This is part one in a two-part series on conflict
resolution in the workplace.
By Tanna R. Thomason, RN, MS, CCRN, contributor
Conflict happens when there is an opposition, a difference
in opinion or a struggle. It can occur when relationships are not in balance.
Conflict may happen as a result of opposing viewpoints.
It is inevitable that conflict will be present throughout
both our professional and personal lives. We must remember that no two people
think alike or feel alike on everything, especially when working in a hectic
The purpose of this article is to discuss various myths
surrounding the topic of conflict along with a description of some expanded
points of view to use when approaching conflict. In Part II, we will explore
your personal conflict resolution style along with a few new tools to help you
handle these tough situations.
Myths about Conflict
A myth is a belief that is not based on fact or has been
passed down to us without a strong foundation of validity. If you believe in any
of the following conflict myths, please challenge yourself to consider a
different point of view:
- Myth #1: Conflict is Negative
Example: Sarah, a nurse manager
with three years of experience on a busy pediatric unit, has always believed
that conflict can only produce poor outcomes. Based on past experiences both at
home and at work, she simply avoids conflict and attempts to make others happy.
Sarah has an underlying belief (and fear) that if discussed openly, the conflict
will only further divide her relationships with others.
Expanded Point of View:
Conflict can actually be constructive and may generate new solutions to
unresolved problems. By embracing and confronting conflict, new ideas and
stronger relationships may result.
- Myth #2: Conflict is a contest where “blame” and
“fault” must be assigned before an agreement can be reached.
Example: Jessie is a manager who
runs a tight ship; everyone is clear on the rules of the unit along with
individual roles and responsibilities. When conflict arises, it must be resolved
as soon as possible with a confrontational dialogue. When allowing each person
to discuss their point of view, Jessie listens to the conversation and then
clearly articulates who is a fault and who is correct. Jessie believes it is
important to be clear on what is right and what is wrong. In her opinion,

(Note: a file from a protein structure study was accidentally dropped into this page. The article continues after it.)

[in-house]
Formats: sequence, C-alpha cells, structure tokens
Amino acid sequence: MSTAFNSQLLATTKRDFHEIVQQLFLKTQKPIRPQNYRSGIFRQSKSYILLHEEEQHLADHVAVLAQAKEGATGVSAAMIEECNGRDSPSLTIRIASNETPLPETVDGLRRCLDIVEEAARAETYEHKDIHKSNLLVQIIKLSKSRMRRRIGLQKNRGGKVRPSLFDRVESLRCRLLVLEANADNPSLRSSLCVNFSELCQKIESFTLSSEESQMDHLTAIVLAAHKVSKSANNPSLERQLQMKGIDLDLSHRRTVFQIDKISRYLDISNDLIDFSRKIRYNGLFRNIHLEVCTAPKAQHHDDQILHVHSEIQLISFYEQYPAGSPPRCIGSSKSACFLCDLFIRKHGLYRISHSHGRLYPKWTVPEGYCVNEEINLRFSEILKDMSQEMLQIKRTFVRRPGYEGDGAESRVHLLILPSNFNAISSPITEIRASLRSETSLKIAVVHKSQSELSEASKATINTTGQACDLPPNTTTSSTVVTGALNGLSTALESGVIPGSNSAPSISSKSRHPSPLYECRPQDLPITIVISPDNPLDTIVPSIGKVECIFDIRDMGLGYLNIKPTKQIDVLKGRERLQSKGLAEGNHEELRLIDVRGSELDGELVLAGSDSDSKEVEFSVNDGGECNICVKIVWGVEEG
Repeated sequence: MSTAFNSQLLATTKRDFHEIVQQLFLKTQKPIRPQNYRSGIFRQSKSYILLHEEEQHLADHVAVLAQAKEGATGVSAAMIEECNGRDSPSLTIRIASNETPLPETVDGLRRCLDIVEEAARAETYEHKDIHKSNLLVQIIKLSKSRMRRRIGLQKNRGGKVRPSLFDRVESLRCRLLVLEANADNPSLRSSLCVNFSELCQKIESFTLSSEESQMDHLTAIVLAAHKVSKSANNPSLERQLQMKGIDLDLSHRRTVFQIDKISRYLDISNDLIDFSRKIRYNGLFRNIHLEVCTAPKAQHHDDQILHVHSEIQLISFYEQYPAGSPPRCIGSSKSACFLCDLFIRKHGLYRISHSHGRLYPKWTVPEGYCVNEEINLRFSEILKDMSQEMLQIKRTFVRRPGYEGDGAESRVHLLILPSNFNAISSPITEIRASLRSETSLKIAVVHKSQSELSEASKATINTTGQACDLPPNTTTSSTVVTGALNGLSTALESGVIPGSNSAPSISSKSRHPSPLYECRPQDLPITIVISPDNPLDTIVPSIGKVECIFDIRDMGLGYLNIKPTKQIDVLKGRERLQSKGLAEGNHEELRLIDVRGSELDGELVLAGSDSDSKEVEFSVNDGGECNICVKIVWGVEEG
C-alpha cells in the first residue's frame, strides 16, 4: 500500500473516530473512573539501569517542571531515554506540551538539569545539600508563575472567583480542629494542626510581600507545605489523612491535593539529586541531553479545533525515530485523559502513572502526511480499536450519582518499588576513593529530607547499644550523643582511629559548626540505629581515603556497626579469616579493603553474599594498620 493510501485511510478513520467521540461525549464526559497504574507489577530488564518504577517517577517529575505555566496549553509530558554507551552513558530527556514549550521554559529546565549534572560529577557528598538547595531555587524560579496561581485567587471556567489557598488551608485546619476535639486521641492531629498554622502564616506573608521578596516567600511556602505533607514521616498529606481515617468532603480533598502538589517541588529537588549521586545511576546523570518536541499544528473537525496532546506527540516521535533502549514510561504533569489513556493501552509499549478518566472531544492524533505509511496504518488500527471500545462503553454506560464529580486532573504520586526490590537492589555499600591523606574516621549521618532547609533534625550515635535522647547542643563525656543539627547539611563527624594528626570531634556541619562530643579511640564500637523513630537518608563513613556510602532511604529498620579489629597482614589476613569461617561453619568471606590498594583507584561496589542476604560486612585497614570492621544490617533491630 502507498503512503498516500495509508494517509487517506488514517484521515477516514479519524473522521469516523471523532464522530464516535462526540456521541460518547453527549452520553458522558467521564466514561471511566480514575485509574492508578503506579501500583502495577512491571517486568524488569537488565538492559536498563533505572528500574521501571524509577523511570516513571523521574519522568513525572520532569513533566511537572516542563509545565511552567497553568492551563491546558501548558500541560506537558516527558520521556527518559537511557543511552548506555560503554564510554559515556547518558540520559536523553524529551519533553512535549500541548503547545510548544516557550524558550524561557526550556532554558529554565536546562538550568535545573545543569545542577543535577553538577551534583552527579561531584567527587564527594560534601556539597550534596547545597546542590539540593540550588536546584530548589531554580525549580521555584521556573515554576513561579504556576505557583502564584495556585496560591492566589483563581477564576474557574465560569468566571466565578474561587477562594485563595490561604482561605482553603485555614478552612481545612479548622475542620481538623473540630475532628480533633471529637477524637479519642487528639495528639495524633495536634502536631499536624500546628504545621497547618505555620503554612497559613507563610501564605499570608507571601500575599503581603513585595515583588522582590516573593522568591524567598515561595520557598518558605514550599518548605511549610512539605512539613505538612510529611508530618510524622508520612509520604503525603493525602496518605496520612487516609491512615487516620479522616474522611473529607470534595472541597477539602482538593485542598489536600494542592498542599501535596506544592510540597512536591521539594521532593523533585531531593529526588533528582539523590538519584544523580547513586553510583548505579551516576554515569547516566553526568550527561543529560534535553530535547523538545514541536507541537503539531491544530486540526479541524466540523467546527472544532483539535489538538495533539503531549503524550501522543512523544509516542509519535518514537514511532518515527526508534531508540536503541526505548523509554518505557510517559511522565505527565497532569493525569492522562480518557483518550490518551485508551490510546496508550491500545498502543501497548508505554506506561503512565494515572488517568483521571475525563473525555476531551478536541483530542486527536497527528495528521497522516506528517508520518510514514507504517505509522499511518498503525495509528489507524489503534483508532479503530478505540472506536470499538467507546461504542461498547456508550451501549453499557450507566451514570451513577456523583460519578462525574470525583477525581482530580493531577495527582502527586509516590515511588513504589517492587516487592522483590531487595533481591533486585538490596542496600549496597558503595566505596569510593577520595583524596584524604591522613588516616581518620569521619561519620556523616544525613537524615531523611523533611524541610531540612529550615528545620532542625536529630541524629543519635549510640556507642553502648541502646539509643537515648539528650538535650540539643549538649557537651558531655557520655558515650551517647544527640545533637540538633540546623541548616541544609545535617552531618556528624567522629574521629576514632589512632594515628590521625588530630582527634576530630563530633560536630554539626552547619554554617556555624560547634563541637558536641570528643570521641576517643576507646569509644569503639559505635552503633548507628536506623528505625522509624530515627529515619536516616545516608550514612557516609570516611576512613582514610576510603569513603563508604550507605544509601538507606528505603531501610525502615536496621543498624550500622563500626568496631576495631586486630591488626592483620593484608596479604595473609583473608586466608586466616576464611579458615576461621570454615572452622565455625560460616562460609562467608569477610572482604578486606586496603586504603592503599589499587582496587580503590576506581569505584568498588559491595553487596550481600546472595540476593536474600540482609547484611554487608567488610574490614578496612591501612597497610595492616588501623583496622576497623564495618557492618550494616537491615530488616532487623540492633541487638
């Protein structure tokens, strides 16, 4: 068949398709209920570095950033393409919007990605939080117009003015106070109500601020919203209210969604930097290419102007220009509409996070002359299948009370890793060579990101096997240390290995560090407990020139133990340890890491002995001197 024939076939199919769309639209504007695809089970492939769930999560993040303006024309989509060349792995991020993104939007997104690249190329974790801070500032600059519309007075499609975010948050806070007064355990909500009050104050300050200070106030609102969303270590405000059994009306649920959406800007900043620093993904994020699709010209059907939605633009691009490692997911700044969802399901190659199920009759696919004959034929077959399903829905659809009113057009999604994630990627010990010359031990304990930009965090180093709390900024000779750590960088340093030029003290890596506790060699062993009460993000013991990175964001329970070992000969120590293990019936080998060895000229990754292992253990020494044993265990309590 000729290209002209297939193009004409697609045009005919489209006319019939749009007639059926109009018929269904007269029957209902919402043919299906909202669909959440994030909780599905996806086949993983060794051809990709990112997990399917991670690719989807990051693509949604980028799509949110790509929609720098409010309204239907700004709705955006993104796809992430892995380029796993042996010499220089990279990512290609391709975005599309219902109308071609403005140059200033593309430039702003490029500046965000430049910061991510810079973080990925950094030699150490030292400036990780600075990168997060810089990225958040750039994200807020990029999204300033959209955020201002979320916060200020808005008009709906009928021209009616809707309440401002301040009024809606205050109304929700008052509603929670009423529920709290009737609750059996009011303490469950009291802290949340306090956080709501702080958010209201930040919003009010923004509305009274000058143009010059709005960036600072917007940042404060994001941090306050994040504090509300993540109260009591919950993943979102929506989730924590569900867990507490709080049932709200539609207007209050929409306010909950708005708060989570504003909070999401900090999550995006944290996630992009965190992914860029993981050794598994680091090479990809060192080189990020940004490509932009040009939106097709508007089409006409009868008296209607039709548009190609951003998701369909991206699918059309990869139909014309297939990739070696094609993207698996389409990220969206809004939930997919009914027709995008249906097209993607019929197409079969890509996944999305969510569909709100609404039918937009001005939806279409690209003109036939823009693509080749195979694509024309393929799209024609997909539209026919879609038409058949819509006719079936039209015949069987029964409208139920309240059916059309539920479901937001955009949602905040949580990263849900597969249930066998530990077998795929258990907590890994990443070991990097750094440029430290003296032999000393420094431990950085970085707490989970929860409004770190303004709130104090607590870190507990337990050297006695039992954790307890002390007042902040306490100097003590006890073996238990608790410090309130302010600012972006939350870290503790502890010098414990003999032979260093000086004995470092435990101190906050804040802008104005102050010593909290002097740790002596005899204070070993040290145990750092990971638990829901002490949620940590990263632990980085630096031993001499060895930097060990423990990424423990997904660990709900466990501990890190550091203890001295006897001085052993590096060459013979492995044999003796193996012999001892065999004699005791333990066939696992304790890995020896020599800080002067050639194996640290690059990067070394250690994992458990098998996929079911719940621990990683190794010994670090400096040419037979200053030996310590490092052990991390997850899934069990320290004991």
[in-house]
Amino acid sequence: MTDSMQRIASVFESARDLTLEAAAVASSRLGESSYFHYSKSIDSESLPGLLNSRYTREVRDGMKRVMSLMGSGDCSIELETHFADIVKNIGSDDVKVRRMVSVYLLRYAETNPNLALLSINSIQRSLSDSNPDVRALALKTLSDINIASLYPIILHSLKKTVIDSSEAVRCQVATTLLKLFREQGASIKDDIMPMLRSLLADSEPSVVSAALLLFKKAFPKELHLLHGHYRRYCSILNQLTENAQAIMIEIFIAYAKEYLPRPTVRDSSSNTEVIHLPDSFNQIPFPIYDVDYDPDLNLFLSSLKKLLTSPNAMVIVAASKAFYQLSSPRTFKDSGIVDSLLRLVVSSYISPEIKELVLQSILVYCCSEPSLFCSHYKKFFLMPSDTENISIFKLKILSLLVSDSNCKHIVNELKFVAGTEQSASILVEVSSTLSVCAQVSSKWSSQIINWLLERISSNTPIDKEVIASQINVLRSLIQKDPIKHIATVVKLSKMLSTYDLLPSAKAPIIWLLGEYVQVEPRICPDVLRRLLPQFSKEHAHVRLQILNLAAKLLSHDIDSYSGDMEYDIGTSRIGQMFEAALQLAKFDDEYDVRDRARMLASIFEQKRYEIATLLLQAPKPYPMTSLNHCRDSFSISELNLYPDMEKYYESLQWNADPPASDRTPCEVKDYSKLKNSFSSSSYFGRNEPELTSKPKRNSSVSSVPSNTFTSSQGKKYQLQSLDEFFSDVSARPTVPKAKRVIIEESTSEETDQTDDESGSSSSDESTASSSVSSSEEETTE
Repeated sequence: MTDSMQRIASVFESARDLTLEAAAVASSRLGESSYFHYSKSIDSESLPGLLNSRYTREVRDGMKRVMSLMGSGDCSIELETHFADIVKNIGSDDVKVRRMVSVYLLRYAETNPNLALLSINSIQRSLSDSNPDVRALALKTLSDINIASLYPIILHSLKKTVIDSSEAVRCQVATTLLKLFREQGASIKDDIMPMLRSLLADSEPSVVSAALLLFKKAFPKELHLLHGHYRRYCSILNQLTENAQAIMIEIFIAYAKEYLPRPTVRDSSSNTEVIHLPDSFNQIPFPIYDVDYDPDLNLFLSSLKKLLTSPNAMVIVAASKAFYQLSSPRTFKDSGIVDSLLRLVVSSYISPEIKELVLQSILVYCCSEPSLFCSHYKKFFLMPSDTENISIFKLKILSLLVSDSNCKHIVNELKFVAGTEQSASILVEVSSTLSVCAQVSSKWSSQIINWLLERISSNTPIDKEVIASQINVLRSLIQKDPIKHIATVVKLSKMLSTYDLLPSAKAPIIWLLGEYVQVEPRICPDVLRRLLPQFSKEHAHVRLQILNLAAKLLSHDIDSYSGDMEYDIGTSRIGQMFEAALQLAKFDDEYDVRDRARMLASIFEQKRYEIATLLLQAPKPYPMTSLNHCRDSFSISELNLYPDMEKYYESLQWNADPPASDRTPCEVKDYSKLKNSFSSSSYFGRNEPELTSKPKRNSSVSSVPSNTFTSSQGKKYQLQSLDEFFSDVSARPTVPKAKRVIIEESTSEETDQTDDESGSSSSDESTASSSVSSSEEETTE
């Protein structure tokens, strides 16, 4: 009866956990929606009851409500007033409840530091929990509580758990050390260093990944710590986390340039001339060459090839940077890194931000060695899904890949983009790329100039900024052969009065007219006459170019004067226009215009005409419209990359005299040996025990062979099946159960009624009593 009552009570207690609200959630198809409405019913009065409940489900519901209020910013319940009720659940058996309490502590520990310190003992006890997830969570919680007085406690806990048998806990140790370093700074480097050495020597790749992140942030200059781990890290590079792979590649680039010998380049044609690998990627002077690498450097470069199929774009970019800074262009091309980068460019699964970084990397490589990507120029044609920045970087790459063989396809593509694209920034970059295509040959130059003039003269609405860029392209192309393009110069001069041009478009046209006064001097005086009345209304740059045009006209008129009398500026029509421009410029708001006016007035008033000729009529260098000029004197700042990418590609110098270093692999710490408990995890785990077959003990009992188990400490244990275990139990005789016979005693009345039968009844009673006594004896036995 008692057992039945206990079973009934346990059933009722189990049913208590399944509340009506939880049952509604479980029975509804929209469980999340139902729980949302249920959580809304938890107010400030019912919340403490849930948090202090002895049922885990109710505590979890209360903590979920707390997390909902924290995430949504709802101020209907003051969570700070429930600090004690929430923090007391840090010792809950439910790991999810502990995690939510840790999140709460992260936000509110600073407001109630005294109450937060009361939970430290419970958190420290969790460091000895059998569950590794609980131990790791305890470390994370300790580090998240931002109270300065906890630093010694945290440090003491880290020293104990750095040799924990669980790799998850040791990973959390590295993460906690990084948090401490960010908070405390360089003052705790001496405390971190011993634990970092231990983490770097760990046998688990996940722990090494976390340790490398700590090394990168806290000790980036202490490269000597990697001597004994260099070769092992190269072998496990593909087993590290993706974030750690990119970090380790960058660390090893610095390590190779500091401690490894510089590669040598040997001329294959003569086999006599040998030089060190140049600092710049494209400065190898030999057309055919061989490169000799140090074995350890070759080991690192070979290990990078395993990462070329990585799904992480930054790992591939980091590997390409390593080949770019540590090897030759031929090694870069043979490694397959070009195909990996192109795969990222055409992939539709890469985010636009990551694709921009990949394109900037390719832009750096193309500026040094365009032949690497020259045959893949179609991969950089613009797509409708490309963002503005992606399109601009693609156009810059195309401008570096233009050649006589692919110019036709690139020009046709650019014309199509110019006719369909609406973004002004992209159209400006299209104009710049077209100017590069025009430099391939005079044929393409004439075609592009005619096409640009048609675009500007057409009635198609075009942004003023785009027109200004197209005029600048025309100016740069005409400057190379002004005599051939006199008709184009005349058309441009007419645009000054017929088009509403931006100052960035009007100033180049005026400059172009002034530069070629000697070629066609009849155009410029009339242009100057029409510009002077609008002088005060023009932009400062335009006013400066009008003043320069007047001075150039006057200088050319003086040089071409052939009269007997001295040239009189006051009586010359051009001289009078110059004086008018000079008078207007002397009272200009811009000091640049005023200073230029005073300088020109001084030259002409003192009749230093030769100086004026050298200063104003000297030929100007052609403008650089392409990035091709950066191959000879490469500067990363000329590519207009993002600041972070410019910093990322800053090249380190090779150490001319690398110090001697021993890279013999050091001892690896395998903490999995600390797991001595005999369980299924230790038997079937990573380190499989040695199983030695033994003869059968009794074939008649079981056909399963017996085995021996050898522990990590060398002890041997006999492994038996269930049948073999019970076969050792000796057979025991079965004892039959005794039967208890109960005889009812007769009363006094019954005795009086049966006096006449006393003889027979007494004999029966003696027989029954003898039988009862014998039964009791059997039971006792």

assigning fault is essential for the full resolution of the conflict, thus
allowing staff to move forward.
Expanded Point of View:
Being right and placing blame on another person does NOT enhance your social
status, nor is it required to resolve a conflict. In conflict between two
people, you may both be at fault and you may both have creative
ideas for resolving the conflict. . .So let’s just move past the unnecessary
- Myth #3: Conflict will take care of itself
Example: Michelle hates
situations involving conflict and does not believe the nurse manager should get
in the middle of issues between staff members. She believes that staff members
are mature adults and should work things out among themselves. On a personal
level, Michelle also believes that if she avoids the conflict, it will help to
preserve her reputation as a fair and well-liked manager.
Expanded Point of View:
Left alone, conflict does not typically resolve itself. Since many people use
the “avoidance” style when conflict is present, it is no wonder that the
conflict is left unresolved. If not discussed, conflict might be shelved but is
rarely forgotten. At some time in the future, the nurse may decide to “un-shelf”
the conflict and layer it upon a newer problem, making conflict resolution
increasingly difficult. Unresolved conflict generally leads to decreased morale,
communication and productivity.
Below are some additional
expanded perspectives to help you think “out of the box” on the subject of
- There are several good answers or solutions for one
problem; conflict releases energy that can produce positive and constructive
- Conflict can be synergistic and can be a positive
motivator for new and innovative solutions.
- Listening is the key. Really listen to what is being
said. Meet your initial feeling of “resistance” with a deep breath and an
increased effort to understand the other person’s point of view. Listen
carefully (step away from your personal emotions) and summarize what you just
- If you were wrong, go ahead and share this. We all make
mistakes. Admitting fault will enhance your status and respect among peers
- Conflict is an opportunity for growth. Although very
uncomfortable for most of us, conflict is a vehicle for new dialogue, new
understandings and new creative solutions.
In summary, conflict is viewed as not only inevitable, but
as a natural condition of our social phenomenon. Conflict is necessary if
people and organizations are to change, modify and adapt. Are you able to
Tanna Thomason is a
clinical nurse specialist at Sharp Memorial Hospital in San Diego, California
and is a member of the adjunct faculty at Point Loma Nazarene University.